401ks are classified as defined contribution accounts. This means you determine the amount of money you put into the account; the amount you will have in retirement (your benefit) will ultimately depend on your investment choices and their performance over time. 401ks are just one type of tax-advantaged, defined contribution retirement account. Other kinds include 403(b)s; 457s, Thrift plans; and various types of IRAs. Eligibility for each of these depends on factors like employer offerings and income. The other type of retirement account an employer might offer is a defined benefit account. These are often called pensions. The employer pays eligible employees a pre-determined amount of money—their defined benefit, say $2,000—each month in retirement. 

401ks are specific to each employer. You might have a 401k with your current employer. If you leave your job, your 401k savings can remain in your former employer’s 401k or you can move the money into an IRA (this is called a rollover). Either way, the money is always yours. Where you decide to keep it will only affect what investment options you have access to, and on what terms. Some experts recommend rolling your 401k into an IRA whenever you switch jobs. Others say to leave it in the employer’s 401k because you get more fiduciary protections there.

How Does a 401k Work?

If your employer chooses to offer a 401k, they will establish the plan, and choose the investment options in it. You must enroll in the plan and decide how much of your compensation—typically expressed as a percentage—you’d like to contribute to it. You must also select the investments into which your money will go. There generally is a default account that's called the Qualified Default Investment Alternative. If you don't direct your contribution towards a specific option from the available list, your money gets invested in this default fund.

Every time you get a paycheck, your 401k contribution will be funneled directly into the account. You will only pay your portion of Social Security and Medicare taxes (unavoidable) on the money, but it’s otherwise shielded from federal and state income taxes.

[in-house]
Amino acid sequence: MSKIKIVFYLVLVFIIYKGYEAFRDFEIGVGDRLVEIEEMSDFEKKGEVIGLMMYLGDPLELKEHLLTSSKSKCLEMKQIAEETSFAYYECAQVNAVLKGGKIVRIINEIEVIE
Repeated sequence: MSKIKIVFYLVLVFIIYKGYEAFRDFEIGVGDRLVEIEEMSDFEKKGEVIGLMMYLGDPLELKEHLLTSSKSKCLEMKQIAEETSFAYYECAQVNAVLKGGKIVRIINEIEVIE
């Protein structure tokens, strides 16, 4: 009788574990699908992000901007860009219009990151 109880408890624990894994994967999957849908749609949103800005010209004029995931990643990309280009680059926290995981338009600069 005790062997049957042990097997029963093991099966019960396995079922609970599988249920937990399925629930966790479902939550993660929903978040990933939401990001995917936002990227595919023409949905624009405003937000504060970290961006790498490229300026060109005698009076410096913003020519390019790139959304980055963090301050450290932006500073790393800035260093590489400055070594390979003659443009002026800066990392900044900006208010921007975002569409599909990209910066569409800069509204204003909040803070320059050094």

The money will remain in the account, hopefully growing at the rate of the investments you’ve chosen, until you are eligible to take it out in retirement.

Why You Should Sign Up for a 401k

If your employer offers a 401k, you should sign up for it, and deposit as much of your income as you can live without. To ensure a comfortable retirement, we recommend that you save 15% of your income every year as a general rule of thumb.

Some employers match your 401k contributions, which can get you to that 15% level faster. If your employer matches 50% of your contributions up to 6% of your income (a common structure for a 401k match), you only need to contribute 12% of your income to reach the goal of 15%. For a person earning a typical income of $50,000, here’s what that would look like.

EarningsYou contribute 12%Employer Match of 3% Total Contributions of 15%
$50,000 $6,000 $1,500 $7,500

While the employer match is a nice bonus, you should sign up for your 401k even if your employer doesn’t chip in any money. It gets you accustomed to saving, and also to living on less than you earn—both incredibly important tactics you need use throughout your working life to set yourself up for a comfortable retirement.

Employee Benefit Research Institute
Fidelity Newsroom
Vanguard Newsroom

Comments and Questions